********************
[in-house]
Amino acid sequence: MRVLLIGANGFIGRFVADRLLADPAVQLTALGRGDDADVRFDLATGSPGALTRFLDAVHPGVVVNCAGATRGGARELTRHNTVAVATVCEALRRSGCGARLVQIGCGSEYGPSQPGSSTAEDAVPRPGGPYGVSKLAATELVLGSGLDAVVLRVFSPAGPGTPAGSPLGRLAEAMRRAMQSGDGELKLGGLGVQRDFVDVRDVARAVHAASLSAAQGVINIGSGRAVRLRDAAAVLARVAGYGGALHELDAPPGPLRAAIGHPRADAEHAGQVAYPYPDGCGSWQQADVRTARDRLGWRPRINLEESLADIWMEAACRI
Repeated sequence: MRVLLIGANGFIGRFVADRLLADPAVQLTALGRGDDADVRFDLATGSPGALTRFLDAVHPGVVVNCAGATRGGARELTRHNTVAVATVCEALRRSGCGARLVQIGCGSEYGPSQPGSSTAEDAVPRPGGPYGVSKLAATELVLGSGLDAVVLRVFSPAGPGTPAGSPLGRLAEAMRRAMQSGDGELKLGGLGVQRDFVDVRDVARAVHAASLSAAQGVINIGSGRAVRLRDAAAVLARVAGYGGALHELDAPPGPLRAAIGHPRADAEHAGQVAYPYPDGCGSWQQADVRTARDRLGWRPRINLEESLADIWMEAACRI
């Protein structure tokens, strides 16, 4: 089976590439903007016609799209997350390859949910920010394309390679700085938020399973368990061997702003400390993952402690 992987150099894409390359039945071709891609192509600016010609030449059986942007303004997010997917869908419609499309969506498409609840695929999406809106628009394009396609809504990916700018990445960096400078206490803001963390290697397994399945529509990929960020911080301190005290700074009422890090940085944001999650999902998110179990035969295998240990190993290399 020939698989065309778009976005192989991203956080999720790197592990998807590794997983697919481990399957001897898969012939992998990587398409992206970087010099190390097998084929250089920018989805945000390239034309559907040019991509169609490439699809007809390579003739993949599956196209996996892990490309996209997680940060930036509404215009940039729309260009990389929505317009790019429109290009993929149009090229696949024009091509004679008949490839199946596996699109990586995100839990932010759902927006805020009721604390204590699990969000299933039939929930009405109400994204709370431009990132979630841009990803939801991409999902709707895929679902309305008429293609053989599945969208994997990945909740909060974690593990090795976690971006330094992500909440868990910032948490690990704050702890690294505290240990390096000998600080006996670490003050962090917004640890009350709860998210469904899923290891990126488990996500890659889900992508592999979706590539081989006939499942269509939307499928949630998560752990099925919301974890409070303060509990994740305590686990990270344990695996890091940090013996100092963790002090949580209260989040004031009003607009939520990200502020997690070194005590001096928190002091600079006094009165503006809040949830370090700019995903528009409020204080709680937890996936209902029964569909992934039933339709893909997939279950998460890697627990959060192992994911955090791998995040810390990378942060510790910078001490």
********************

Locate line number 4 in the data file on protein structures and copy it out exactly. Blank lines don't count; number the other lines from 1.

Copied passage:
């Protein structure tokens, strides 16, 4: 089976590439903007016609799209997350390859949910920010394309390679700085938020399973368990061997702003400390993952402690 992987150099894409390359039945071709891609192509600016010609030449059986942007303004997010997917869908419609499309969506498409609840695929999406809106628009394009396609809504990916700018990445960096400078206490803001963390290697397994399945529509990929960020911080301190005290700074009422890090940085944001999650999902998110179990035969295998240990190993290399 020939698989065309778009976005192989991203956080999720790197592990998807590794997983697919481990399957001897898969012939992998990587398409992206970087010099190390097998084929250089920018989805945000390239034309559907040019991509169609490439699809007809390579003739993949599956196209996996892990490309996209997680940060930036509404215009940039729309260009990389929505317009790019429109290009993929149009090229696949024009091509004679008949490839199946596996699109990586995100839990932010759902927006805020009721604390204590699990969000299933039939929930009405109400994204709370431009990132979630841009990803939801991409999902709707895929679902309305008429293609053989599945969208994997990945909740909060974690593990090795976690971006330094992500909440868990910032948490690990704050702890690294505290240990390096000998600080006996670490003050962090917004640890009350709860998210469904899923290891990126488990996500890659889900992508592999979706590539081989006939499942269509939307499928949630998560752990099925919301974890409070303060509990994740305590686990990270344990695996890091940090013996100092963790002090949580209260989040004031009003607009939520990200502020997690070194005590001096928190002091600079006094009165503006809040949830370090700019995903528009409020204080709680937890996936209902029964569909992934039933339709893909997939279950998460890697627990959060192992994911955090791998995040810390990378942060510790910078001490």